- The Government revokes all hunting licenses granted to companies in the year 2017.
- Orders fresh tender process to ensue.
- Plan to repossess some privatized tourist hotels.
The 5thphase Government of the United Republic of Tanzania has vowed to put a halt into many matters of national interests, but on top that list is the stronghold on natural resources and how the indigenous Tanzanians benefit from such natural resources. This stance has been a key factor behind the recent tussles in the mineral sector, which has witnessed the Government introducing a myriad of new laws, regulations and rules to safeguard that objective; including the newly enacted The Natural Wealth and Resources (Permanent Sovereignty) Act, 2017 and the Natural Wealth and Resources Contracts (Review and Renegotiations of Unconscionable Terms) Act, 2017.
In a move that is in line with the recent updates as aforesaid, the newly appointed Minister for Natural Resources and Tourism, Hon. Dr. Hamis Kigwangalla on the 23rd October, 2017 stated that his Ministry had effectively revoked all licenses granted in the year 2017 to hunting companies. In the same footing the Minister has ordered for the repossession of around 10 hotels out of 17 which were privatized sometimes ago.
Breakthrough Attorneys’ Investment Law Department prepared this investment updateon matters of interest to tourism and hospitality industry in Tanzania as well as a call on aspiring investors to be alert with the developing opportunities.
2.0 The Revocation of Licenses for Hunting Companies
According to the Tanzania Law, the Government usually declares hunting blocks in specified game areas, either open games or within Wildlife Management Areas (WMAs) and invites capable tourist hunting companies to bid for the investment and operations of such blocks. Usually, the invitation for tenders is open and participatory and further, the successful bidder is appointed based on many factors, including capacity and development strategy. Granted licenses are usually long term (5 years) with most blocks hunting licenses’ having been granted in 2013. Such licenses are due to expire in 2018.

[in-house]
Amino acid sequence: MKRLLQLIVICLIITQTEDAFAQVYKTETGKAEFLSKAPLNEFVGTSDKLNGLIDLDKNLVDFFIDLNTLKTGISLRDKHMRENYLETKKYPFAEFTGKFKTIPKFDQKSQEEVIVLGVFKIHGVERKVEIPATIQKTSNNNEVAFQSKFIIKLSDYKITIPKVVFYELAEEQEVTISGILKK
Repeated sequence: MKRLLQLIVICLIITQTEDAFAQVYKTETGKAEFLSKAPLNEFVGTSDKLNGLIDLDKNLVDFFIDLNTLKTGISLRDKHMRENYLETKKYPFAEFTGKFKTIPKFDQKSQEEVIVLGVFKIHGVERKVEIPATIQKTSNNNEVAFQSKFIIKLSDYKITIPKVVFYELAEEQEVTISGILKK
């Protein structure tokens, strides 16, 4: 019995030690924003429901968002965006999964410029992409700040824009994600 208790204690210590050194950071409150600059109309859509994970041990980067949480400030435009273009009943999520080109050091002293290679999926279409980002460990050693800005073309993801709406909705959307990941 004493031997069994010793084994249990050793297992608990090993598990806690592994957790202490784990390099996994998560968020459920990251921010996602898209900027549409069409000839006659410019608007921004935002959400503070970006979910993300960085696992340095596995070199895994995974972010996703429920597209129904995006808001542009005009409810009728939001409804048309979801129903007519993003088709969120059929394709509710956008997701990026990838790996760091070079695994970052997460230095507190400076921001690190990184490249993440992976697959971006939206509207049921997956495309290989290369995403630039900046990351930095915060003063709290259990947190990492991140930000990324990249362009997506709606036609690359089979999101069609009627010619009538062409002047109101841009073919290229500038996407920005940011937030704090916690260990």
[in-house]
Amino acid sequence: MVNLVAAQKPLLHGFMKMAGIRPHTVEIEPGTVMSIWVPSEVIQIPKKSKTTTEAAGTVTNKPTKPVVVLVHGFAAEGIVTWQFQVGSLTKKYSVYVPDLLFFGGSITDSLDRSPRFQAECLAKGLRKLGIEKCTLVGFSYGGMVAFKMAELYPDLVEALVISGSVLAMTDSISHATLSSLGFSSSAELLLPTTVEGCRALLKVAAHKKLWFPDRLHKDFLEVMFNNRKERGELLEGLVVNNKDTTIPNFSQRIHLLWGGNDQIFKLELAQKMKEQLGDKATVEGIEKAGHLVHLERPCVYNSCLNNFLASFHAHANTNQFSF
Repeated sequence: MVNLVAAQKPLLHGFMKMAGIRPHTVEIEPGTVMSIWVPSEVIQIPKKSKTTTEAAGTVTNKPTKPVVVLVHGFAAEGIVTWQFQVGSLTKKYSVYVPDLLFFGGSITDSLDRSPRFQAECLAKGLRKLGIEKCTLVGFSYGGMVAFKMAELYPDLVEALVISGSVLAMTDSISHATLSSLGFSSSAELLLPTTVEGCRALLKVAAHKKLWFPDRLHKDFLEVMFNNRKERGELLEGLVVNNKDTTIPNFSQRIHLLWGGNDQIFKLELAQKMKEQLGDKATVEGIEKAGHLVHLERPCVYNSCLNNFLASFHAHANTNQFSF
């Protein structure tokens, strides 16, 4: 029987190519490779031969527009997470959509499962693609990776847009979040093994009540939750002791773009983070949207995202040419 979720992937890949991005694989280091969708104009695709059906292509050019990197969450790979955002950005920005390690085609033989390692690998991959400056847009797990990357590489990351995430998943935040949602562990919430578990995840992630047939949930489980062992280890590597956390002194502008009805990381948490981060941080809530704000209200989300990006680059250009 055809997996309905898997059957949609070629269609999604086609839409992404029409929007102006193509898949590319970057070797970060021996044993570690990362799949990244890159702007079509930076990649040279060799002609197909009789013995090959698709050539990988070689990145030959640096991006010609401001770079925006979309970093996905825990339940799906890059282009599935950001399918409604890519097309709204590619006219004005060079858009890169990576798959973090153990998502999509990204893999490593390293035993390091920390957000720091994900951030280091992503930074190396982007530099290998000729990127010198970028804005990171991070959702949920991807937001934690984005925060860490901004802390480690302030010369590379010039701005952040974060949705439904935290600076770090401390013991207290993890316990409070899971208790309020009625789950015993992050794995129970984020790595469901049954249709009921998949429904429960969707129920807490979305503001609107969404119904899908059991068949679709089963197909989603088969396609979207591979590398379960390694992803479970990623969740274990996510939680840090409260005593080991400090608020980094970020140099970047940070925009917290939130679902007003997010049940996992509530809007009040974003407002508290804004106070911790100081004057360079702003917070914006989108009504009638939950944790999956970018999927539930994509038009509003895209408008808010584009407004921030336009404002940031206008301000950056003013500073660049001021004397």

According to the Minister’s statement, the newly allocated licenses (in the year 2017) were wrongly granted by the Ministry for not following a proper tender (auction) procedure pursuant to the law. In essence all those licenses are revoked and the Ministry’s officials have been ordered to re-advertise the hunting blocks.
The move seemingly has its pros and cons. The pros being that it ensures a transparency and level free field for all interested stakeholders to get a chance to apply for licenses without there being the opportunity for foul play, corruption and graft. The downside of this move is the fact that the already granted investors whose licenses are revoked, are left hanging to dry without no imminent promise of compensation or assurance despite the process being garbled by the authorities concerned and not them.
In the long run, this move will bolster an investment strong environment which would pull in more investors for the transparency and straightforwardness. However, at the moment, the same may add on a few points for investors who keenly watch on the reforms dust to settle before fully landing and investing freely. (For more on this and the entire investment process in the tourism hunting industry see our previous articles
3.0 Hospitality Industry; Repossession of Hotels
The Minister also ordered the Permanent Secretary to the Ministry of Natural Resources and Tourism to initiate the process of repossessing 10 out of 17 original hotels which were privatized in the 1990’s and 2000s. The Permanent Secretary has been ordered to touch base with the Treasury Registrar to carry out the exercise within the next 60 days from the 23rd October, 2017.
The essence of the decision by the Minister is alleged breach of development terms imbedded in the privatization agreements. According to the Minister, the investors in those 10 hotels have failed to develop the said hotels in the framework agreed and hence the call for the repossession.
What is not clear at the moment is the aftermath of the repossession and the swiftness of the repossession process. Given the length of thespell that the hotels have been privatized, it is predicted that stiff legal battles may ensue, lest parties discuss peaceful repossession process rather than a forceful one. As regards the aftermath, it is not certain whether the Government intends to re-invite open investment for the hotels again or would move to manage the same itself. The latter option has incited quite an upheaval of doubts from many people in the country regarding the ability of the Government to run the hospitality industry with the original failures cited in examples.
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